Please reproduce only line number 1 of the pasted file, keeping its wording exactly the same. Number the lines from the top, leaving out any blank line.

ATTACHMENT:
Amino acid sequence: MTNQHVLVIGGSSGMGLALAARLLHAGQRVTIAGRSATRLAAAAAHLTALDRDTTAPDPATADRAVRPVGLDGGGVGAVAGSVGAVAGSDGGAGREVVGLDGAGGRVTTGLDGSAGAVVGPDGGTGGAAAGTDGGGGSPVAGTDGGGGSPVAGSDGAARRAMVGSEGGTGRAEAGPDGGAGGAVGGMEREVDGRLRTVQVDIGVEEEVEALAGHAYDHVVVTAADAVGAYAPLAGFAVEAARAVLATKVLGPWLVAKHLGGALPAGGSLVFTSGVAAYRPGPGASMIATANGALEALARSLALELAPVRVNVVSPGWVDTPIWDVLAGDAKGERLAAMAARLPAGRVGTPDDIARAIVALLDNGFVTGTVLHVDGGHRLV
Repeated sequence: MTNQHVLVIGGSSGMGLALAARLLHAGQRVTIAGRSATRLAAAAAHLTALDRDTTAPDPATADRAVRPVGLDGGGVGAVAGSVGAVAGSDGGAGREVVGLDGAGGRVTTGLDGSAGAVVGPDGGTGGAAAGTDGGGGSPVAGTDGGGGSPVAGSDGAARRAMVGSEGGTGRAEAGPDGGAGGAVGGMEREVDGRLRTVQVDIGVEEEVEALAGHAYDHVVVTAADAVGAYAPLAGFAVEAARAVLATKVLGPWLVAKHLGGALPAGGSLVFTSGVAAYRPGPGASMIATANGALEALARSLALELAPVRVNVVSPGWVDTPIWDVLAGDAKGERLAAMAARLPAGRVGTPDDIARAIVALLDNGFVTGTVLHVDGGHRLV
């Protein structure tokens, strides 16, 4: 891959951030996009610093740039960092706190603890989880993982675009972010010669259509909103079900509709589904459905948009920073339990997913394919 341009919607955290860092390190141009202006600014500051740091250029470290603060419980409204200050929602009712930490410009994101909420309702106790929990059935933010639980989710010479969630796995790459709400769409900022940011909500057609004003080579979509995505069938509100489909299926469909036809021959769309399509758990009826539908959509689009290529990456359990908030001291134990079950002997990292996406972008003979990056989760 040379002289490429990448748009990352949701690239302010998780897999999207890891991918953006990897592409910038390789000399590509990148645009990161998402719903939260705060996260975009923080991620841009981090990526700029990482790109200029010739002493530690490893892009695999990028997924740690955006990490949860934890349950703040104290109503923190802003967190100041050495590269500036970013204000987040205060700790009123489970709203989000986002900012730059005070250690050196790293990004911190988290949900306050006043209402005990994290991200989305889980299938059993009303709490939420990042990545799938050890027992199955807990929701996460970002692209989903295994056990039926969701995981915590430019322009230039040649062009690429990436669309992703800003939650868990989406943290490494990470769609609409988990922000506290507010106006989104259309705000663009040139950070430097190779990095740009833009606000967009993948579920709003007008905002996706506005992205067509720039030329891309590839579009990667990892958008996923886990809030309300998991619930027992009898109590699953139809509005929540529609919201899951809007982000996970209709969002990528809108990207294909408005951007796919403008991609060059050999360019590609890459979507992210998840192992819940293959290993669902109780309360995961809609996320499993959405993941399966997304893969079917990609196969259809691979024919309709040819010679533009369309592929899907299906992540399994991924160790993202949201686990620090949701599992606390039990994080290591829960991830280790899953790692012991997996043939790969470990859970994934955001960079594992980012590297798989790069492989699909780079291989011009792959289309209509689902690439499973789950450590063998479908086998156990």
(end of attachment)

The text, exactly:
Amino acid sequence: MTNQHVLVIGGSSGMGLALAARLLHAGQRVTIAGRSATRLAAAAAHLTALDRDTTAPDPATADRAVRPVGLDGGGVGAVAGSVGAVAGSDGGAGREVVGLDGAGGRVTTGLDGSAGAVVGPDGGTGGAAAGTDGGGGSPVAGTDGGGGSPVAGSDGAARRAMVGSEGGTGRAEAGPDGGAGGAVGGMEREVDGRLRTVQVDIGVEEEVEALAGHAYDHVVVTAADAVGAYAPLAGFAVEAARAVLATKVLGPWLVAKHLGGALPAGGSLVFTSGVAAYRPGPGASMIATANGALEALARSLALELAPVRVNVVSPGWVDTPIWDVLAGDAKGERLAAMAARLPAGRVGTPDDIARAIVALLDNGFVTGTVLHVDGGHRLV